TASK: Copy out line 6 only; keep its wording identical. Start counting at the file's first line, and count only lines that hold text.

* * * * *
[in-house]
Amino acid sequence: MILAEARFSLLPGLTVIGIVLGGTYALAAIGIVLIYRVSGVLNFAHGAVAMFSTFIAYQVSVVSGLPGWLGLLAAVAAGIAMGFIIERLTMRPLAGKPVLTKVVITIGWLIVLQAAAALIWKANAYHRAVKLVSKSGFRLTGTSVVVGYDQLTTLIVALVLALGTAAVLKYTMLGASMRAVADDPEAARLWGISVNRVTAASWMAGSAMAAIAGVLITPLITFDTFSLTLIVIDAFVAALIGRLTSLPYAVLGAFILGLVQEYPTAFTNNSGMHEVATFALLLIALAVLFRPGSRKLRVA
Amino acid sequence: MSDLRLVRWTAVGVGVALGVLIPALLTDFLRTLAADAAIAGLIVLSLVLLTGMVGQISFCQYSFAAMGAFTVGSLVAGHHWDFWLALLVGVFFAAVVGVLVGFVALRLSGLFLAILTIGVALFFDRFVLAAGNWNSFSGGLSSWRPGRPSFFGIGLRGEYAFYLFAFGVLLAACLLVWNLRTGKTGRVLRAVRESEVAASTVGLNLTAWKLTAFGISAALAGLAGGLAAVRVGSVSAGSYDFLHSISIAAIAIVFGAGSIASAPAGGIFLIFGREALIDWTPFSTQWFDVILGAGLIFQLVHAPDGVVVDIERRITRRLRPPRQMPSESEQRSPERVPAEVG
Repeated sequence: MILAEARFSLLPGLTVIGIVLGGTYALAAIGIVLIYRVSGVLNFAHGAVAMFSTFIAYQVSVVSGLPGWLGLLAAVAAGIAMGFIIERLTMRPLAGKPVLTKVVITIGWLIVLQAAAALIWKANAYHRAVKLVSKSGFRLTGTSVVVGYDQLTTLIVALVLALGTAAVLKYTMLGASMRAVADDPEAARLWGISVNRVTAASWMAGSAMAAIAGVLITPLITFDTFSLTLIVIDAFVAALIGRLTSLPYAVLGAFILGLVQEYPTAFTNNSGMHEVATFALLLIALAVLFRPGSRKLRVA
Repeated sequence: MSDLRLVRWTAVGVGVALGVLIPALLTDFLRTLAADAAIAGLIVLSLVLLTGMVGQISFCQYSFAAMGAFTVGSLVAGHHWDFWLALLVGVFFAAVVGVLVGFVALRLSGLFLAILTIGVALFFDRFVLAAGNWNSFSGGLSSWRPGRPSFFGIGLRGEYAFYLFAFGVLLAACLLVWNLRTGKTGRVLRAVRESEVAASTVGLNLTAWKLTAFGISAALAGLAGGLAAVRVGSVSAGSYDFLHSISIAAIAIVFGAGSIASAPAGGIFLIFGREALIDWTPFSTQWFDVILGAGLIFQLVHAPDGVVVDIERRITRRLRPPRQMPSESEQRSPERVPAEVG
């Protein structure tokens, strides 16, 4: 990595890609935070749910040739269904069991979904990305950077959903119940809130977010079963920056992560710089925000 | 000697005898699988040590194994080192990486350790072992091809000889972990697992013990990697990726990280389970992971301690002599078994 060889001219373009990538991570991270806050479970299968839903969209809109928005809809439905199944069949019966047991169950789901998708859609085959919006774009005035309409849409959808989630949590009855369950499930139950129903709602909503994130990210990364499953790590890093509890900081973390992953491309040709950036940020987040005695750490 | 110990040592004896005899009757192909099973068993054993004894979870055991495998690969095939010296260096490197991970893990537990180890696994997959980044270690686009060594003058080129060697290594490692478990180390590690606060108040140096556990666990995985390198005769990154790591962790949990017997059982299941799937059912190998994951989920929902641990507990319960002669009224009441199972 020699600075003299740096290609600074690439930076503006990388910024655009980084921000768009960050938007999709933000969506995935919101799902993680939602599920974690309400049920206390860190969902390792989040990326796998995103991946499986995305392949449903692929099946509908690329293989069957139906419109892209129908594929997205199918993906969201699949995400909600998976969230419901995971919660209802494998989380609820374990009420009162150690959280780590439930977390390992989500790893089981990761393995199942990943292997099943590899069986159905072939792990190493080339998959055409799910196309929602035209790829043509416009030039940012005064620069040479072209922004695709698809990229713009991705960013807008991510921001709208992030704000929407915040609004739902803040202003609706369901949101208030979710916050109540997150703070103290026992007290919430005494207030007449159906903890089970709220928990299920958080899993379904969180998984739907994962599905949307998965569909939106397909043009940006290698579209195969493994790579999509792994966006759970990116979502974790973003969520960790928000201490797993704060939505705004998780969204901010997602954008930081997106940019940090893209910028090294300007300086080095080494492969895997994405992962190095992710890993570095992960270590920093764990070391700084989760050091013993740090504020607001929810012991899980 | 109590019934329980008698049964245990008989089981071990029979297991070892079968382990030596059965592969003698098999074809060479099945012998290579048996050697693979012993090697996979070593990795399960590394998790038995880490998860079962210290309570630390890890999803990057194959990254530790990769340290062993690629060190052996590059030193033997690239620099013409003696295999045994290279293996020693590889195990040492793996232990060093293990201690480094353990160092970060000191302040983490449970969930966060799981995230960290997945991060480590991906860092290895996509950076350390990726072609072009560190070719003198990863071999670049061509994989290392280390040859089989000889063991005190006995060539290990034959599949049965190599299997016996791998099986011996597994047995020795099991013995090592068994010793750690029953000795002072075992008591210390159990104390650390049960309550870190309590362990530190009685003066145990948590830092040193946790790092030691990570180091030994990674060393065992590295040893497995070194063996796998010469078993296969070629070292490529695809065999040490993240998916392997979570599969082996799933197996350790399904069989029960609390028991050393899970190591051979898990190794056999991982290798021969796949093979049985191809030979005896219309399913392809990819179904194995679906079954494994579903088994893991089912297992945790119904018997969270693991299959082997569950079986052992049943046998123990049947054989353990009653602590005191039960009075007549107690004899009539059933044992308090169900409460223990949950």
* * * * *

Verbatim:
């Protein structure tokens, strides 16, 4: 990595890609935070749910040739269904069991979904990305950077959903119940809130977010079963920056992560710089925000 | 000697005898699988040590194994080192990486350790072992091809000889972990697992013990990697990726990280389970992971301690002599078994 060889001219373009990538991570991270806050479970299968839903969209809109928005809809439905199944069949019966047991169950789901998708859609085959919006774009005035309409849409959808989630949590009855369950499930139950129903709602909503994130990210990364499953790590890093509890900081973390992953491309040709950036940020987040005695750490 | 110990040592004896005899009757192909099973068993054993004894979870055991495998690969095939010296260096490197991970893990537990180890696994997959980044270690686009060594003058080129060697290594490692478990180390590690606060108040140096556990666990995985390198005769990154790591962790949990017997059982299941799937059912190998994951989920929902641990507990319960002669009224009441199972 020699600075003299740096290609600074690439930076503006990388910024655009980084921000768009960050938007999709933000969506995935919101799902993680939602599920974690309400049920206390860190969902390792989040990326796998995103991946499986995305392949449903692929099946509908690329293989069957139906419109892209129908594929997205199918993906969201699949995400909600998976969230419901995971919660209802494998989380609820374990009420009162150690959280780590439930977390390992989500790893089981990761393995199942990943292997099943590899069986159905072939792990190493080339998959055409799910196309929602035209790829043509416009030039940012005064620069040479072209922004695709698809990229713009991705960013807008991510921001709208992030704000929407915040609004739902803040202003609706369901949101208030979710916050109540997150703070103290026992007290919430005494207030007449159906903890089970709220928990299920958080899993379904969180998984739907994962599905949307998965569909939106397909043009940006290698579209195969493994790579999509792994966006759970990116979502974790973003969520960790928000201490797993704060939505705004998780969204901010997602954008930081997106940019940090893209910028090294300007300086080095080494492969895997994405992962190095992710890993570095992960270590920093764990070391700084989760050091013993740090504020607001929810012991899980 | 109590019934329980008698049964245990008989089981071990029979297991070892079968382990030596059965592969003698098999074809060479099945012998290579048996050697693979012993090697996979070593990795399960590394998790038995880490998860079962210290309570630390890890999803990057194959990254530790990769340290062993690629060190052996590059030193033997690239620099013409003696295999045994290279293996020693590889195990040492793996232990060093293990201690480094353990160092970060000191302040983490449970969930966060799981995230960290997945991060480590991906860092290895996509950076350390990726072609072009560190070719003198990863071999670049061509994989290392280390040859089989000889063991005190006995060539290990034959599949049965190599299997016996791998099986011996597994047995020795099991013995090592068994010793750690029953000795002072075992008591210390159990104390650390049960309550870190309590362990530190009685003066145990948590830092040193946790790092030691990570180091030994990674060393065992590295040893497995070194063996796998010469078993296969070629070292490529695809065999040490993240998916392997979570599969082996799933197996350790399904069989029960609390028991050393899970190591051979898990190794056999991982290798021969796949093979049985191809030979005896219309399913392809990819179904194995679906079954494994579903088994893991089912297992945790119904018997969270693991299959082997569950079986052992049943046998123990049947054989353990009653602590005191039960009075007549107690004899009539059933044992308090169900409460223990949950």